On Monday, July 18, Mayor Linda Tyer announced an allocation of $8.6 million dollars in American Rescue Plan Act (ARPA)) funding for a slate of housing initiatives to address housing insecurity and homelessness during a press conference in Council Chambers at City Hall.

“Today’s announcement marks a game-changing investment toward comprehensive housing initiatives to serve the need of our most vulnerable neighbors. We know that the issues of housing insecurity and homelessness are multifaceted, complex, and affect communities across the country,” said Mayor Tyer. “This funding reflects the city of Pittsfield’s deep commitment to supporting a multiprong and collaborative approach that will help to meet the needs of community members who are impacted by these life-altering situations.”

Community Development Director Justine Dodds noted the longstanding and collaborative efforts that has supported this work.

“It has been over a decade since the city has seen any significant investment in affordable housing creation. The American Rescue Plan funds provide a unique opportunity for the city to make critical and much needed investments in our housing infrastructure. The funds are being deployed in a strategic manner in order to reach a broad spectrum of Pittsfield residents and address their housing needs,” said Dodds.

Over the past year, the city has engaged with our community partners to identify gaps in services and how those gaps can be best addressed. This initiative is a direct response to the work that has been done by these collaborations. The funds will be used for not only the creation and rehabilitation of additional units but also the supportive services to help stabilize households. Secure and stable housing is critical to the health and well-being of our residents and our city.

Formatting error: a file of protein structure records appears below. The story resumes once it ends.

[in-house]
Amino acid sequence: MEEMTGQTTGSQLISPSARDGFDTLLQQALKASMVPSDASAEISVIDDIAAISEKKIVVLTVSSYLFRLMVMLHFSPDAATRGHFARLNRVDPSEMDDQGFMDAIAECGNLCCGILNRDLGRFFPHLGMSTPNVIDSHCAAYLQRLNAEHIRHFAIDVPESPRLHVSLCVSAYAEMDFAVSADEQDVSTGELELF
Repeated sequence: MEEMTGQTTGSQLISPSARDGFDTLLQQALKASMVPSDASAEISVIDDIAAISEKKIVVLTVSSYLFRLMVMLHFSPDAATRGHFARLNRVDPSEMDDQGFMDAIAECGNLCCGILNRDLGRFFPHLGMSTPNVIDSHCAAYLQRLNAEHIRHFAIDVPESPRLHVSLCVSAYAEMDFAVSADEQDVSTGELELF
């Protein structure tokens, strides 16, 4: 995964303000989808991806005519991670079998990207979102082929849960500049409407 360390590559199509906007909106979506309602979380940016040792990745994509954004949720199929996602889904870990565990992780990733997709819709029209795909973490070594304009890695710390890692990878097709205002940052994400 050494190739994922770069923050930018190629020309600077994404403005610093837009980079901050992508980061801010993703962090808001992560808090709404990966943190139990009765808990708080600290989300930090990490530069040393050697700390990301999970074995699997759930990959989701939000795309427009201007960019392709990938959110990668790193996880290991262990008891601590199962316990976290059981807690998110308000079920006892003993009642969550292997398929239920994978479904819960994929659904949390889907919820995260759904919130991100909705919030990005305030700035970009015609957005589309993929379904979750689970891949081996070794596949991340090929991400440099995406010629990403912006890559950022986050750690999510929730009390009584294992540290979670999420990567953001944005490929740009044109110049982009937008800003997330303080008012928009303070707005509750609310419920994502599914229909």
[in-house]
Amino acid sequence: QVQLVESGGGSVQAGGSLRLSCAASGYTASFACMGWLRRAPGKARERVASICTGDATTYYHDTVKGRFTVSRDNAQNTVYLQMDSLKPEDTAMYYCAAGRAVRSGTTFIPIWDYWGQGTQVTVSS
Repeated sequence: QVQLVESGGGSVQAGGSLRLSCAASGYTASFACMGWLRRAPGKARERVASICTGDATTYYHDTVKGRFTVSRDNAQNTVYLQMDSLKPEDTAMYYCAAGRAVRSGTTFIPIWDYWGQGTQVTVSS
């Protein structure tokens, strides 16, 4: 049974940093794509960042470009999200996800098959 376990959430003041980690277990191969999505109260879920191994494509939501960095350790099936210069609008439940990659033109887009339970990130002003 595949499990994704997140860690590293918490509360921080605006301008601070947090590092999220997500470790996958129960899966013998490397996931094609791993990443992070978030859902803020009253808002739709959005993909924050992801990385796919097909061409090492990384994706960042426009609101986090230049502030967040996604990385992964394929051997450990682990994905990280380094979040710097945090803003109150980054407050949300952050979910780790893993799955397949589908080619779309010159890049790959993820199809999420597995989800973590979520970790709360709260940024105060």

CEO and President Eileen Peltier, of Berkshire Housing Services, Inc., was thrilled upon hearing the designated funding for permanent supportive housing and the Housing Resource Center (HRC).

“I have so much appreciation for the city and the mayor who gets it. I am passionate about this work, but I also I feel it from the city as well. It’s not just about building infrastructure; it’s about caring for people and this project really does all of these things,” Peltier said.

Jay Sachetti, senior vice president of Shelter & Housing, Vocational, and Addiction Services, expressed his regard for the city’s partnership and support.

“It’s a been a number of years now, and with the help of the city, the mayor, and everyone here at City Hall, it feels good to get to this place. This administration, and Mayor Tyer especially, has come out and learned about homelessness and learned about encampments,” said Sachetti. “She is more plugged in than any other elected official I’ve seen, and we work all across western Massachusetts, so we’re very pleased with today.”

 

ARPA funding will go toward the development and support of the following initiatives: